'Out Of The Shadows' Lights Up Contemporary Chinese Photography
A new exhibition at the Museum of Photographic Arts showcases modern and boundary-pushing photographic works from China
Photographer Shi Guorui's pinhole camera works slowly. He sits inside the large box, meditating, for days and weeks on end while his camera captures an image. In the result — a massive, ghost-like pinhole image of a seemingly deserted Beijing preparing for the Olympics — the streets of Beijing are devoid of cars, sidewalks empty, not a soul in sight. It evokes recent photojournalism of the quarantined city of Wuhan in China's Hubei province during the early stages of the coronavirus outbreak.
"The pinhole doesn't capture small movement," explained curator and art historian Tiffany Wai-Ying Beres. "Only the fixed things are leaving impressions."
A new exhibition of Chinese works, "Out of the Shadows" at San Diego's Museum of Photographic Arts (MOPA) — opening on Saturday — features works by contemporary Chinese artists, many of whom are living and working in the United States. Beres is using the collection to highlight the ways artists are pushing the boundaries of photography.
Included works by early 19th century photographer Lang Jinshang show the style he pioneered — "jijin sheying," which manually cuts, dodges and burns several images into one image. The style emulates a trope of traditional Chinese landscape painting: a detailed foreground, a figure and then a distant mountain in the background. The result feels somewhere between painting and photography.
The modern Mandarin term for photography is "sheyingshu" or "sheying," which translates as "capturing shadow." It suggests an emergence of format and style from traditional structures, but some pieces literally work with shadows.
Wang Ningde's "Form of Light / Polarized Cloud No. 3" isn't so much a large scale photograph as it is a series of jutting out tiny discs of transparent film, with fragments of an image printed on each one. When light hits from above, the shadow cast beneath each disc creates what the eye perceives as a single image while standing before the piece. In this case, a vivid cloud.
In the museum's entry atrium, a series of six conceptual works by Hong Lei will greet museumgoers. Hong Lei's work uses traditional tropes staged into scenes.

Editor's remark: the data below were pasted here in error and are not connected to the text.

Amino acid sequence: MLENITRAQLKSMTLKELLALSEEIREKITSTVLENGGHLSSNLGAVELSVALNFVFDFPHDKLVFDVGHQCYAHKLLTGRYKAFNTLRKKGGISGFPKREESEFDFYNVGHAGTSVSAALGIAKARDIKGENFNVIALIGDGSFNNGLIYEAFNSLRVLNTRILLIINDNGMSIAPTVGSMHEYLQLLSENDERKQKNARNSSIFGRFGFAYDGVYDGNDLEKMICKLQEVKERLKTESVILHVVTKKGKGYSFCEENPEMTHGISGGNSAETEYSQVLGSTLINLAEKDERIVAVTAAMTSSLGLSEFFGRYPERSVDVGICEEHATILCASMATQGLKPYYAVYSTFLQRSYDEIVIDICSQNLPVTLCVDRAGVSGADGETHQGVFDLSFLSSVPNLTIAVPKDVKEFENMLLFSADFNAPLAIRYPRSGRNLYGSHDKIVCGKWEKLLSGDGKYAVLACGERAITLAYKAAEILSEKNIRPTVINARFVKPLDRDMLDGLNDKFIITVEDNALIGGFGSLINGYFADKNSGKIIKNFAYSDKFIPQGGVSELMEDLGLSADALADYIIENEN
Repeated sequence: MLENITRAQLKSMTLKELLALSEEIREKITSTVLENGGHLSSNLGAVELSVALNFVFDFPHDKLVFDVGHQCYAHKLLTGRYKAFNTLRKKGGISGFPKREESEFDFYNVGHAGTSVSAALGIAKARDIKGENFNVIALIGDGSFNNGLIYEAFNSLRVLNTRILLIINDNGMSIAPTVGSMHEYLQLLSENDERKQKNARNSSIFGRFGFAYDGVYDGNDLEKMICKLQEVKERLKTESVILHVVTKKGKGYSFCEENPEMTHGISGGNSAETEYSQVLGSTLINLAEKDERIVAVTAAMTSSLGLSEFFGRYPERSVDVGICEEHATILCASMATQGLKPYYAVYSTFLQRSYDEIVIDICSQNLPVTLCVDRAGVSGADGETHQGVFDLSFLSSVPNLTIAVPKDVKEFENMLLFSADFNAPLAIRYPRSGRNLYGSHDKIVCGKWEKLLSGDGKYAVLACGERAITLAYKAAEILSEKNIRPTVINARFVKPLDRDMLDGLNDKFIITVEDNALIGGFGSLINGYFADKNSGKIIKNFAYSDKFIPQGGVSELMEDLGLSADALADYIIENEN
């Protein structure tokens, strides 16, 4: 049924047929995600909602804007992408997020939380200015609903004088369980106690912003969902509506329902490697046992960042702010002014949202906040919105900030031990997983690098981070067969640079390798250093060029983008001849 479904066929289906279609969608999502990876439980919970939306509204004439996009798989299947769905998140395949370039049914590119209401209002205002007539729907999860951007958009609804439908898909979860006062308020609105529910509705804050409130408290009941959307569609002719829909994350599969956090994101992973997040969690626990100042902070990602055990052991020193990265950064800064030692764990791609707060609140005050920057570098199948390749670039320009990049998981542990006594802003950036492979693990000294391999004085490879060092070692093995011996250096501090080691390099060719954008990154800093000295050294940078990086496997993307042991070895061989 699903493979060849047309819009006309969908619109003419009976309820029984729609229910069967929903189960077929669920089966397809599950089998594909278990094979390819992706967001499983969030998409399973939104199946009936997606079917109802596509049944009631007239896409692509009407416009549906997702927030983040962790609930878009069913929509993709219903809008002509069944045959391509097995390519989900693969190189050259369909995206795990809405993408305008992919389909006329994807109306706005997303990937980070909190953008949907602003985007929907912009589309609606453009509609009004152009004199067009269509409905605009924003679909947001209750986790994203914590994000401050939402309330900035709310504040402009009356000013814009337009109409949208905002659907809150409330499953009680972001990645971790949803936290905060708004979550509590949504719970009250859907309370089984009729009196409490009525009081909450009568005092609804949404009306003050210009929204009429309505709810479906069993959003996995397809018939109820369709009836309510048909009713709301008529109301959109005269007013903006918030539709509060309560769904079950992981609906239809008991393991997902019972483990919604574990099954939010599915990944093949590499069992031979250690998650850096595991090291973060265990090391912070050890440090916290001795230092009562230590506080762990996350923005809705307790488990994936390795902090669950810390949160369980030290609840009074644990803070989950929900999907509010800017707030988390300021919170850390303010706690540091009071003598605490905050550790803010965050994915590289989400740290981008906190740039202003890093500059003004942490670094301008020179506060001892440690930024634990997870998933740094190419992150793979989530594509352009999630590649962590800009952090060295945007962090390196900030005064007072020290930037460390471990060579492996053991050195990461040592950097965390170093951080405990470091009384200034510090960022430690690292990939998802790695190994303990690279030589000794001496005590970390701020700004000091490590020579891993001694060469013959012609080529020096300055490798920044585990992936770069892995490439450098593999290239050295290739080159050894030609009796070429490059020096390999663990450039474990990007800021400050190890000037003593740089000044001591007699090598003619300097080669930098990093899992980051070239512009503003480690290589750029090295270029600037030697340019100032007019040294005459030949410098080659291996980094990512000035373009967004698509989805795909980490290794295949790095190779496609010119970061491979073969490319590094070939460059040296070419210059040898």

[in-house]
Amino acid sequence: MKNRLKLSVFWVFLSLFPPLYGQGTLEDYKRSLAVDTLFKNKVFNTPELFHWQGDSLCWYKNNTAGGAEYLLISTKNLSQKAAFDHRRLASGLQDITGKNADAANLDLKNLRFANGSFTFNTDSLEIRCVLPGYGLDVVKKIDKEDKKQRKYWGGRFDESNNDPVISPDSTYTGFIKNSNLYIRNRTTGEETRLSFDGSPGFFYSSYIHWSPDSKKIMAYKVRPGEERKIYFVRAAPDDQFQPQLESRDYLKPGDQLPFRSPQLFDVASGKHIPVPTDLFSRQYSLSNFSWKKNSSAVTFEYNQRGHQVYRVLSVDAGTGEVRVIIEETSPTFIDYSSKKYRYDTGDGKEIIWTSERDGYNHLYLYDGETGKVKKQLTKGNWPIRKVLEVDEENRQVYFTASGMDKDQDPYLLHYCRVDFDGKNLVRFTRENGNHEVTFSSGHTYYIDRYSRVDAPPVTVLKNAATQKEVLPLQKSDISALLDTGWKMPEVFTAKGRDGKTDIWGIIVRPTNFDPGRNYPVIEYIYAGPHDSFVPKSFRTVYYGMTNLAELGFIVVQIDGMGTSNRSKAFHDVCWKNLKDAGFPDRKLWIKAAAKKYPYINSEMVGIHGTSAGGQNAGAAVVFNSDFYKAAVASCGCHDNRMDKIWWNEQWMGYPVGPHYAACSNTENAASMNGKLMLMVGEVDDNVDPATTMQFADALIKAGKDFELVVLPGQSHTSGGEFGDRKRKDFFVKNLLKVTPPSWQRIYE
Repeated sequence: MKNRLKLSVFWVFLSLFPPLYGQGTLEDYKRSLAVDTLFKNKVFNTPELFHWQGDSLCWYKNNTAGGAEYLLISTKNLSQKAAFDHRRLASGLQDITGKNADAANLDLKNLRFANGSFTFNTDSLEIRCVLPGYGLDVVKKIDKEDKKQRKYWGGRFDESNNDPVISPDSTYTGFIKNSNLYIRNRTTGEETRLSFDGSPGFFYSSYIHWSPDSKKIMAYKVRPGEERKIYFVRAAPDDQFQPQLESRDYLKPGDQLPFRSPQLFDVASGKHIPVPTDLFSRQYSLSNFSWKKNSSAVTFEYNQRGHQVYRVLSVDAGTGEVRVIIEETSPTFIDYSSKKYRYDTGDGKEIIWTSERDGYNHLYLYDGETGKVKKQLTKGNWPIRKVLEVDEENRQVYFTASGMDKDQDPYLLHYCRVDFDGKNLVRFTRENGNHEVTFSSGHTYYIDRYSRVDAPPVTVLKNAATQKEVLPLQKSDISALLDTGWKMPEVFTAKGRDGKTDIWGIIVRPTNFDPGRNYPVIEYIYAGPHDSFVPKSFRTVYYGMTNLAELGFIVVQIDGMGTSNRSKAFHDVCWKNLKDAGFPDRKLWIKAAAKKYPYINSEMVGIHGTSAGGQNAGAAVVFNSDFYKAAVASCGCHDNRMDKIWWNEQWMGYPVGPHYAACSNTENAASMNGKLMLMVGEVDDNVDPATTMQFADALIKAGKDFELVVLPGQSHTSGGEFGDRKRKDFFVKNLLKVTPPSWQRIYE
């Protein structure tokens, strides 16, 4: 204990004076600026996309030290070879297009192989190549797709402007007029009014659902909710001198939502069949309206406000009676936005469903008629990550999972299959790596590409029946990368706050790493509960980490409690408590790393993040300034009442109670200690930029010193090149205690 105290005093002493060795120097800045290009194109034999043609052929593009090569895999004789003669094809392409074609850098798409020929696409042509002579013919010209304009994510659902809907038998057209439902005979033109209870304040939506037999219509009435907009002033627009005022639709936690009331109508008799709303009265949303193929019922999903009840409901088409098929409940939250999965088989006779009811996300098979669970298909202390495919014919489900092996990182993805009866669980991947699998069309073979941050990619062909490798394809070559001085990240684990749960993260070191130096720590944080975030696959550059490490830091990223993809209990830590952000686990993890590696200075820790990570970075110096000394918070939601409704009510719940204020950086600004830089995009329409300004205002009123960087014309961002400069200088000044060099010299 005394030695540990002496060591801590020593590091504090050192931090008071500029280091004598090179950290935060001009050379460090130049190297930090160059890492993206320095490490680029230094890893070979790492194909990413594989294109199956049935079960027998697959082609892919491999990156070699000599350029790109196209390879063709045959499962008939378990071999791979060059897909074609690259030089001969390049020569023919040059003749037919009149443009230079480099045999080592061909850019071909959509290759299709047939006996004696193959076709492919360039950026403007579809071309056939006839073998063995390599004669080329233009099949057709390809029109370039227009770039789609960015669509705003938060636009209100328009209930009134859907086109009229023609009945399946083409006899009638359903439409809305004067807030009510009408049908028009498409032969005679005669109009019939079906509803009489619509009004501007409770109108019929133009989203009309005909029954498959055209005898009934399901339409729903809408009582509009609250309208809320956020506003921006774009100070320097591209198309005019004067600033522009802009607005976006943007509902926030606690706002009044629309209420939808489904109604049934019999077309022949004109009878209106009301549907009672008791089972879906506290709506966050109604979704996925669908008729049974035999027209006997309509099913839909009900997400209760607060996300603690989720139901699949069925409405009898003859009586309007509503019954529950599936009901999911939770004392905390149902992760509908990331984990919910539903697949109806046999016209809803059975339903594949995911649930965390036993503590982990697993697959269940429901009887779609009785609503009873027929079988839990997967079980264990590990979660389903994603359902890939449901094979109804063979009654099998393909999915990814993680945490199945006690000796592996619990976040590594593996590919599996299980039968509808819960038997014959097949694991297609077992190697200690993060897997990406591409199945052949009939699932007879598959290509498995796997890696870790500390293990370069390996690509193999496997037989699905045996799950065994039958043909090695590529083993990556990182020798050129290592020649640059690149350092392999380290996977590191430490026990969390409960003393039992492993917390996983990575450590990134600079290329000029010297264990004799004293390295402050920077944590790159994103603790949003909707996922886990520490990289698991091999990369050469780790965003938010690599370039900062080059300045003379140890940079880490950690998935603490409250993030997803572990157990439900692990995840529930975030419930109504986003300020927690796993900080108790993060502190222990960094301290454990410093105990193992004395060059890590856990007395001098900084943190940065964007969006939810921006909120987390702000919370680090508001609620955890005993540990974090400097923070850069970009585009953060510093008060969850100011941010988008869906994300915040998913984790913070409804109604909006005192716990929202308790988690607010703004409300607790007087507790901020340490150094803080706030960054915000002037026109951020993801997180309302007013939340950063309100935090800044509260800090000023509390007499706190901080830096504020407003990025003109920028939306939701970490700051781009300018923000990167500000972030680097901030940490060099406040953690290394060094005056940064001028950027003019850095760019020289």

"As you get up close, you see these details that make you uneasy," Beres said. "These insects, a little bit of blurriness, maybe drops of blood. So he's sort of getting at this idea that it's impossible to create these fantasies of the past because we no longer fit into that world."
Following last year's exhibition of Australian photography, this show continues MOPA's focus on art from the Pacific Rim region. It also furthers the museum's inclusion of innovative and experimental works. Featuring a large-scale digital piece that combines thousands of images of skyscrapers and cars — illustrating a world of unchecked development — plus video works and immersive VR installations.
Recent economic and travel disruptions related to the coronavirus are having an impact, though it's minimal: The associated catalogue may not be ready in time for the opening due to printing delays and none of the artists based in China are able to visit due to canceled flights.
"I think it's still crucially important to do exhibitions like this because through the art you can really have conversations about the country that go beyond the news headlines. And that's why we do these things," said Deborah Klochko, MOPA's executive director. "Plus it's fabulous art," she added.
"Out of the Shadows" opens Saturday and runs through September 20. A panel discussion featuring curator Tiffany Wai-Ying Beres, and artists Shi Guorui and Yang Yongliang takes place on Friday at 5 p.m. at UC San Diego's Visual Arts Presentation Lab.